The result will be ‘ghosting‘ a problem which can also be especially pronounced if there are moving subjects such as pedestrians or vehicles in the scene. Although the software is able to align images and reduce ‘ghosting’ caused by movement, it is limited. Therefore when bracketing exposures there needs to be little or preferably no movement.

There is a way of cheating. Use one image and then save multiple copies of it under and over exposed, then using the HDR rendering software simply combine the images. This will avoid any possible ghosting and provided sufficient information was retained in the original copy the final result should be acceptable.

HDR image of the main square of Leuven in Flanders with the Town Hall and St Peters Church Belgium on Mallory on Travel adventure photography

HDR with a little aesthetic blue rinse, it looks a little washed out however

One last tip; HDR imaging will be most effective when using RAW images as these will have retained all the information from the moment of capture. It is possible to use JPEGs but as the information is compressed in the camera and therefore much of it lost, it is unlikely it will be as effective, especially if using the ‘cheat’ method described above.

I hope you’ve enjoyed this short tutorial and the images from Leuven, decide for yourself which one you prefer. I suggest going out and giving HDR a try yourself, have some fun, experiment with different effects and see what results you can achieve.

HDR image of the main square of Leuven in Flanders with the Town Hall and St Peters Church Belgium on Mallory on Travel adventure photography

Final adjustments can often be a matter of taste, this appears more dramatic to me

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Comments 10

  1. Heike

    May I be serious?
    It was an ok photo before, but I really don’t like it with this HDR on now.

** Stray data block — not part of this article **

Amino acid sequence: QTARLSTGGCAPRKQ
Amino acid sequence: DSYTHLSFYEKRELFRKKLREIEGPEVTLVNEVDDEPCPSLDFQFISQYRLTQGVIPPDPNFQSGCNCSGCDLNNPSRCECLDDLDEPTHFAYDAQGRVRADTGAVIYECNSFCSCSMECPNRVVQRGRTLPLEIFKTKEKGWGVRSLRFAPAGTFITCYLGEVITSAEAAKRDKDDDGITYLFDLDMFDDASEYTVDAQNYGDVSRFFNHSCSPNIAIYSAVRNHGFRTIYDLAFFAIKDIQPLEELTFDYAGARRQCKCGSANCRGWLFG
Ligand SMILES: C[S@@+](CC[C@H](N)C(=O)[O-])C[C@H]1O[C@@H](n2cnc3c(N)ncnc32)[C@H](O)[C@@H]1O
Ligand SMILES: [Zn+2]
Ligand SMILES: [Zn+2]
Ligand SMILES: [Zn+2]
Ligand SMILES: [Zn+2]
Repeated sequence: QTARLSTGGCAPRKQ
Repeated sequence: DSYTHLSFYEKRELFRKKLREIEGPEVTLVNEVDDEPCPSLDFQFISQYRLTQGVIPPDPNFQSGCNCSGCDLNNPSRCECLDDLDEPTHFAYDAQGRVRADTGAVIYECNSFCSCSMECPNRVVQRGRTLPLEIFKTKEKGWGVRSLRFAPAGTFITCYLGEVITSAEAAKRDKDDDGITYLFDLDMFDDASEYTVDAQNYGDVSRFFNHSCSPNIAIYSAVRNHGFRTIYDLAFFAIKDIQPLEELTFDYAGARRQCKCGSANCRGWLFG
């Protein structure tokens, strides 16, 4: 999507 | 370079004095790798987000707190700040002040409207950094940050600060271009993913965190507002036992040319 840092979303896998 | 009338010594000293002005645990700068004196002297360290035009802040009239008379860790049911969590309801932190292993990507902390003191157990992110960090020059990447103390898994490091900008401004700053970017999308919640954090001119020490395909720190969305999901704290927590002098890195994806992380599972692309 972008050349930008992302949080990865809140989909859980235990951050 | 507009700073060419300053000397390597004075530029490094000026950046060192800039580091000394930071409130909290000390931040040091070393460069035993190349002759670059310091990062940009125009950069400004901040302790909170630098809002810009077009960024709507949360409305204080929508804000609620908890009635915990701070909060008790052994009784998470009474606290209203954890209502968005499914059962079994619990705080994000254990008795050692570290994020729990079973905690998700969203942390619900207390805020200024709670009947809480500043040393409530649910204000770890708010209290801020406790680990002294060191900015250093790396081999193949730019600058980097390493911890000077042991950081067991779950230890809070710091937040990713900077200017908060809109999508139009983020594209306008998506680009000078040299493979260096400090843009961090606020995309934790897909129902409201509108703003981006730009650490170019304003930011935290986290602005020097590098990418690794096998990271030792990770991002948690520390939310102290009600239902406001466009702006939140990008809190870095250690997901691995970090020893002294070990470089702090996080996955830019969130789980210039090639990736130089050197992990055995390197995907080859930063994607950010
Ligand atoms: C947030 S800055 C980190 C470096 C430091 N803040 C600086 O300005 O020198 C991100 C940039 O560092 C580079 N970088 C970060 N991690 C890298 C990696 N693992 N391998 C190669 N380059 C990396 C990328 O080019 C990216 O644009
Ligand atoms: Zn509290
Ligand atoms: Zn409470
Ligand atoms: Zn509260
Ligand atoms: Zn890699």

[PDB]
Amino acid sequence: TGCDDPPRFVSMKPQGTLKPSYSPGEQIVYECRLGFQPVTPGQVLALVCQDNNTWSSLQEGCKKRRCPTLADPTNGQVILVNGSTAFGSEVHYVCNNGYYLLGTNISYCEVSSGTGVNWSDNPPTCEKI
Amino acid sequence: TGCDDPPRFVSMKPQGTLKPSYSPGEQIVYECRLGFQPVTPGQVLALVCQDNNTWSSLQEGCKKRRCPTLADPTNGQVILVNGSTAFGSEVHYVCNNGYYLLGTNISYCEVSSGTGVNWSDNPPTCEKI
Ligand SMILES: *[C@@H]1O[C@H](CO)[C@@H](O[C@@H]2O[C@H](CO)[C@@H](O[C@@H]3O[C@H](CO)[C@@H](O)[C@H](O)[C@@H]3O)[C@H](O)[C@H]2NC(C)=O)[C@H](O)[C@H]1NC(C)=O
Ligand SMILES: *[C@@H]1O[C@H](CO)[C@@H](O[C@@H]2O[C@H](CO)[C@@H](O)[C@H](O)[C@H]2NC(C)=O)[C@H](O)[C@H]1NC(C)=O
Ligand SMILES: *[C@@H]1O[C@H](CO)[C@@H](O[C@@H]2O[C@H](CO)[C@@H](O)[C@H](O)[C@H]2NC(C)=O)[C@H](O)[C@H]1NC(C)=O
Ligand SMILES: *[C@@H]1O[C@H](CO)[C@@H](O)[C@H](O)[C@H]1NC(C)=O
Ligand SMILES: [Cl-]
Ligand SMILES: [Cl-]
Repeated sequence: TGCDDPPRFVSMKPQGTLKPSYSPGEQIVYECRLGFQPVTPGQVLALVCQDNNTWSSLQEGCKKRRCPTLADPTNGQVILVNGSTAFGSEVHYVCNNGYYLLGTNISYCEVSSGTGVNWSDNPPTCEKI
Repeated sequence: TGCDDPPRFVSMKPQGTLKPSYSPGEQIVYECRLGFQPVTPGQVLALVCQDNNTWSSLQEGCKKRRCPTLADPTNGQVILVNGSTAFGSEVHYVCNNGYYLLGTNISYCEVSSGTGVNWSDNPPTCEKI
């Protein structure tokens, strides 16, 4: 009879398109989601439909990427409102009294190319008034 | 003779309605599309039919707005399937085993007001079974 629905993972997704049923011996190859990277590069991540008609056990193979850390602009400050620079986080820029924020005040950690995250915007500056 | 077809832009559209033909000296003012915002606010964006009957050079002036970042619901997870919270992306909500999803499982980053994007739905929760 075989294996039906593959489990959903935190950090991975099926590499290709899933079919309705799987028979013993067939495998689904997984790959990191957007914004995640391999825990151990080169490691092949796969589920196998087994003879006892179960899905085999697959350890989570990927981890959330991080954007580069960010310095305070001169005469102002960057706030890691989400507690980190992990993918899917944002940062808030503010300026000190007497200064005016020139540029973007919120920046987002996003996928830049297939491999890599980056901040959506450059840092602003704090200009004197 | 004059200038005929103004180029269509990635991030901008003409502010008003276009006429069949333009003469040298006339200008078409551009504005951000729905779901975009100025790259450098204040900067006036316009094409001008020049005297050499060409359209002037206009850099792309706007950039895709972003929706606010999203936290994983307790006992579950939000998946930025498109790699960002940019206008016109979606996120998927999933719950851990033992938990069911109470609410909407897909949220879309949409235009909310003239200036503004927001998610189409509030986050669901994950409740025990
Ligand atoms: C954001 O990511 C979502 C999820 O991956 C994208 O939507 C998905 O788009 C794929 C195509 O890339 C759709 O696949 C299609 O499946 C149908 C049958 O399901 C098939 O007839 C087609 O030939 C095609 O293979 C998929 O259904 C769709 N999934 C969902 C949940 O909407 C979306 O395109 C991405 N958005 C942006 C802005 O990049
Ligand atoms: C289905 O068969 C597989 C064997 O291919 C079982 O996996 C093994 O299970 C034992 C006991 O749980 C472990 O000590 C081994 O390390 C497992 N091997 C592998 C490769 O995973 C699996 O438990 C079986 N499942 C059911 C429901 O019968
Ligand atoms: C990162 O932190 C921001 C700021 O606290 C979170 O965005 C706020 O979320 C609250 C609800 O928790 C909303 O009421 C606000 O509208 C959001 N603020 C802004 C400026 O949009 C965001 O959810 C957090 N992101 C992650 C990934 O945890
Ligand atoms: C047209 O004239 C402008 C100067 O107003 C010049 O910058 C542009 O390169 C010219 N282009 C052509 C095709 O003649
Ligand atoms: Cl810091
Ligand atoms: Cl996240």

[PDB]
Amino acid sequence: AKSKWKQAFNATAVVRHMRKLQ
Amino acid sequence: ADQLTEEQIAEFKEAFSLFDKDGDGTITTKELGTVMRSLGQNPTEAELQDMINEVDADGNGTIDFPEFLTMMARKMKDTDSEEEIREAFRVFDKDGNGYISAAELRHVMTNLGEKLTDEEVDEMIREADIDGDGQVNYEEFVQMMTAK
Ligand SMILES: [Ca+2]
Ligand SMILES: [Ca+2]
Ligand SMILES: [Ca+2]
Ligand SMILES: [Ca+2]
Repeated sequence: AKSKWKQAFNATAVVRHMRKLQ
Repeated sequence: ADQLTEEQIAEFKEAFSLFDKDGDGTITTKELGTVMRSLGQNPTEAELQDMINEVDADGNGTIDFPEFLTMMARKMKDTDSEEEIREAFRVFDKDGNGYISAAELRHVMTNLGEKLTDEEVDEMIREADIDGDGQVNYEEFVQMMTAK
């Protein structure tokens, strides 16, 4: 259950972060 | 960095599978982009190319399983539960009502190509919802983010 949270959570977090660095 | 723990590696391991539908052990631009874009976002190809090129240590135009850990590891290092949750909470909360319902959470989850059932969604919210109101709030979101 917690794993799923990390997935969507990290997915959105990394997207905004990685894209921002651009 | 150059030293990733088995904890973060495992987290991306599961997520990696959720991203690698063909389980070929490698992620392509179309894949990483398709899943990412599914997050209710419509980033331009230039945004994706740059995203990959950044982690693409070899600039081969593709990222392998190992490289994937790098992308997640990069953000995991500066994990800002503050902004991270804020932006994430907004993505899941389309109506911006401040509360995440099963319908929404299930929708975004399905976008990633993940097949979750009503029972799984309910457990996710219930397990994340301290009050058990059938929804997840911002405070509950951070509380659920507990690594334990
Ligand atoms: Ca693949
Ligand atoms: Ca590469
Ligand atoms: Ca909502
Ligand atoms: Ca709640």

The Shirt of the guy on the right is over-edited. To me, the image looks like a giant instagramfilter that doesn’t match the image.
    I cannot the any positive thing that HDR does to with photos. Everybody uses this technique, it seems to be hip. But it only works on certain images.

    Love you. 😉
    Heike

    1. Post
      Author
      Iain

      Of course you can be serious Heike. HDR is as mentioned greatly debated and as with most photography is a matter of personal choice and opinion. Many people like you dislike its use. I’ve used several versions of the image to try to demonstrate how it can be used. To be honest it is not a technique I use too often and still experimenting but it can be a useful tool in any photographers arsenal.

      You are right the original image is just ok, it is the reason that I chose it, hoping to demonstrate an ok image can be given a new lease of life. The grey day was chosen deliberately too as although there is not any real detail in the sky there is still usually much contrast. A cloud filled sky would be more effective still.

      The shirt in the last image to be fair is probably adversely affected by the blue rinse over the image. The different images were included to show what can be done and why experimenting is worthwhile. I’m leaving it to people to decide which they prefer.

      I have used HDR quite effectively at times, when the contrast is too great you often have a choice, discard the image altogether or experiment with HDR.